Birmingham news Millions of families to get Child Benefit boost but critics slam tax rules MetiNews.Com
MetiNews.Com - The high income tax charge on child benefit penalises households where one parent is the main breadwinner
Breaking News ! Child benefit payments are to go up from April 2021 in line with inflation, the Government has confirmed. The payment is to increase to £21.15 per week for the eldest or only child, and £14 for any additional children. Those amounts represent a slight increase compared with the 2020/2021 rates of £21.05 and £13.95. This is an increase of 10p and 5p respectively per week and means the new monthly payments will be £84.60 for an eldest or only child and £56.00 for any additional children. Most other benefits are also going up from April - see the full list here. For Universal Credit, the standard allowance will also go up but the overall monthly payment could end up being less if the coronavirus top-up of £80 is not extended. Those receiving Child Benefit must also bear in mind that the payments can be taxed if income reaches a certain level. Read More Related Articles 'The welfare of staff and students is paramount' - Birmingham headteacher reacts to schools reopening The High Income Child Benefit Tax Charge means that if you or your partner earn more than £50,000, a tax is imposed on the benefit. The amount owed can be worked out using the Government's Child Benefit tax calculator. This is at a rate of 1 per cent for every £100 earned over £50,000. If over £60,000 is earned in a year, the whole amount must be repaid. Critics say these 'unfair' rules penalise households where one parent is the main breadwinner. This is because only one person can claim the benefit for a child and it is based on just the highest earner's salary rather than the overall family income, the Mirror reported. Read More Related Articles 150-place school expansion plan in Solihull to serve new housing estates Read More Related Articles School's new centre for emotional wellbeing named 'the Ark' in Wolverhampton For example, a family where one parent earns £50,000 and the other earns nothing would be immediately subject to the tax.
. Even more confusingly, a family where both parents earn £49,999 would get full child benefit, even though the family income is almost £100,000.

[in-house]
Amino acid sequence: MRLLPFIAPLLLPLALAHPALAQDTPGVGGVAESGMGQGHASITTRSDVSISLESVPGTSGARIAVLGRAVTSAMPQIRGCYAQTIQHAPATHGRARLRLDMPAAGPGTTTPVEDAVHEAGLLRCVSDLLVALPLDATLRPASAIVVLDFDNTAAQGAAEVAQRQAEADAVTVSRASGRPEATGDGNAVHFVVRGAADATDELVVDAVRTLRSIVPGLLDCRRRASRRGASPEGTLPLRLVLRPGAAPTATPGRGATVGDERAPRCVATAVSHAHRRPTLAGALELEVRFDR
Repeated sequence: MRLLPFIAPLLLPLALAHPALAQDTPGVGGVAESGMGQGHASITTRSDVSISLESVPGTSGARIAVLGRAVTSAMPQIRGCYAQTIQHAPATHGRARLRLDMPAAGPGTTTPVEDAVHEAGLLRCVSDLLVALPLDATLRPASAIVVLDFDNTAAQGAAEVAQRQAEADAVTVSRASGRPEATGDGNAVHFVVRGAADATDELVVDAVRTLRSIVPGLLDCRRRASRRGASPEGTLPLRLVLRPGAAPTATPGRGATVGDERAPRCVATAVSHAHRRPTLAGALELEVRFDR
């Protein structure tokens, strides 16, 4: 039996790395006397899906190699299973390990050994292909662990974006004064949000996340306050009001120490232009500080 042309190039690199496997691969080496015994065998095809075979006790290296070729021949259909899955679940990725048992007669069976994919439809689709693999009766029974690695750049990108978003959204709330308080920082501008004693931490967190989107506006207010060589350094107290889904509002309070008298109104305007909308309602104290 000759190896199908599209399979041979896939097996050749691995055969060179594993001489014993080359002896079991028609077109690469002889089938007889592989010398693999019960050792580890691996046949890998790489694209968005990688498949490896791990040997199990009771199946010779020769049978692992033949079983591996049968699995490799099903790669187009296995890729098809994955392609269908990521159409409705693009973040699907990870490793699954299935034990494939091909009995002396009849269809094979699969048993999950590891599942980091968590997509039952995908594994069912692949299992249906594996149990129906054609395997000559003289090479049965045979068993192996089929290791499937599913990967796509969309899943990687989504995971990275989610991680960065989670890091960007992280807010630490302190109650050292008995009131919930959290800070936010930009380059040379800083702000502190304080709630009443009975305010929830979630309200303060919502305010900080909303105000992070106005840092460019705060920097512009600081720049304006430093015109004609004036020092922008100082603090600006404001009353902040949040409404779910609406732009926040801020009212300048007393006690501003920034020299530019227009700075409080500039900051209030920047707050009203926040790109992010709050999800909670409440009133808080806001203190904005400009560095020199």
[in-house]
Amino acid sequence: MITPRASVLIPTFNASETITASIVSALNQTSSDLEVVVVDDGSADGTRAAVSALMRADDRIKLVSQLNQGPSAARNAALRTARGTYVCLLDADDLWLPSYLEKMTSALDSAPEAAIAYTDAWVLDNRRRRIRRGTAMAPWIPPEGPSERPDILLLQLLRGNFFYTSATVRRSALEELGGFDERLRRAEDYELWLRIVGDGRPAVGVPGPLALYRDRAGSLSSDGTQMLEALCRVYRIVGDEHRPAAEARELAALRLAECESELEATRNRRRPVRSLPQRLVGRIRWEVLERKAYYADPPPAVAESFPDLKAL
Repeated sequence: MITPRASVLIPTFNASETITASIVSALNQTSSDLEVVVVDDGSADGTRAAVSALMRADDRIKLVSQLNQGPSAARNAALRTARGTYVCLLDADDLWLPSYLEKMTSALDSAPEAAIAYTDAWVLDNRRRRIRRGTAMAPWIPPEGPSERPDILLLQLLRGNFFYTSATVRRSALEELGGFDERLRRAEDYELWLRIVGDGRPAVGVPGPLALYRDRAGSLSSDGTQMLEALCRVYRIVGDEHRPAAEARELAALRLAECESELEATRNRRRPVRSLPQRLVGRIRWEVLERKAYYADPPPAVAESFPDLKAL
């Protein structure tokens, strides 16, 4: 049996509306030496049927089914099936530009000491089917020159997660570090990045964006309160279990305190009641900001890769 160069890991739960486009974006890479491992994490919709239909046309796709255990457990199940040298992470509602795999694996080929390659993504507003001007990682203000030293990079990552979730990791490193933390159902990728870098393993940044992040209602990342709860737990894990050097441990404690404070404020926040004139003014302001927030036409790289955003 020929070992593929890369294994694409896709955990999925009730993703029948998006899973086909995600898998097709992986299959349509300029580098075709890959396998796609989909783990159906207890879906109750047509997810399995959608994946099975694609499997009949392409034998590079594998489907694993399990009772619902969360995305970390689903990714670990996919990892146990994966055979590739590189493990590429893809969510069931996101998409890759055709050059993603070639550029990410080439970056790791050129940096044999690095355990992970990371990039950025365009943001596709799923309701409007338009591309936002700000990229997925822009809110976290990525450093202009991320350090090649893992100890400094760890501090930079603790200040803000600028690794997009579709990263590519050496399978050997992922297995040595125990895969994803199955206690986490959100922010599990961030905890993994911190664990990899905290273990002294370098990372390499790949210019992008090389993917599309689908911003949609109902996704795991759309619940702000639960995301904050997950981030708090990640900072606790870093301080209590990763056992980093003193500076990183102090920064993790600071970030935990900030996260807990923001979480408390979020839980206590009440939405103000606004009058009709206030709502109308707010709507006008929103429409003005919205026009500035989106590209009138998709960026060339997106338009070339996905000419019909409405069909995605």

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If you're earning over the threshold, you will need to complete a self-assessment at the end of each tax year. HMRC will then calculate how much you owe, and bill you for the outstanding balance. Even though the money is returned, you'll still get a national insurance credit towards your state pension. If you earn above the threshold (£60,000), you can either take the benefit money and then pay it all back as extra income tax, or you can untick a box on the application form for a "zero rate" child benefit which means you won't receive anything. By officially opting out in this way, you'll still be able to claim the national insurance credits towards your state pension without actually getting any child benefit.
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How to claim child benefit You are usually eligible for child benefit if you are responsible for a child under 16 - or under 20 if they stay in approved education or training - and live in the UK. It includes children who are adopted or fostered, and can even be paid when you have an informal arrangement to look after someone else's child. Eligibility rules are different if your child goes into hospital or care, or lives with someone else.
Child benefit is stopped immediately if your child: starts paid work for 24 hours or more a week and is no longer in approved education or training starts an apprenticeship in England starts getting certain benefits in their own right, such as Income Support, Employment and Support Allowance or tax credits It can take six to 12 weeks to process a new claim (or longer if you’re new to the UK). Child benefit can be backdated for up to three months. To apply for the payment, you need to fill in and send off this child benefit claim form For further enquiries, the child benefit helpline can be contacted on 0300 200 3100 from 8am to 6pm, Monday to Friday.
Source = MetiNews.Com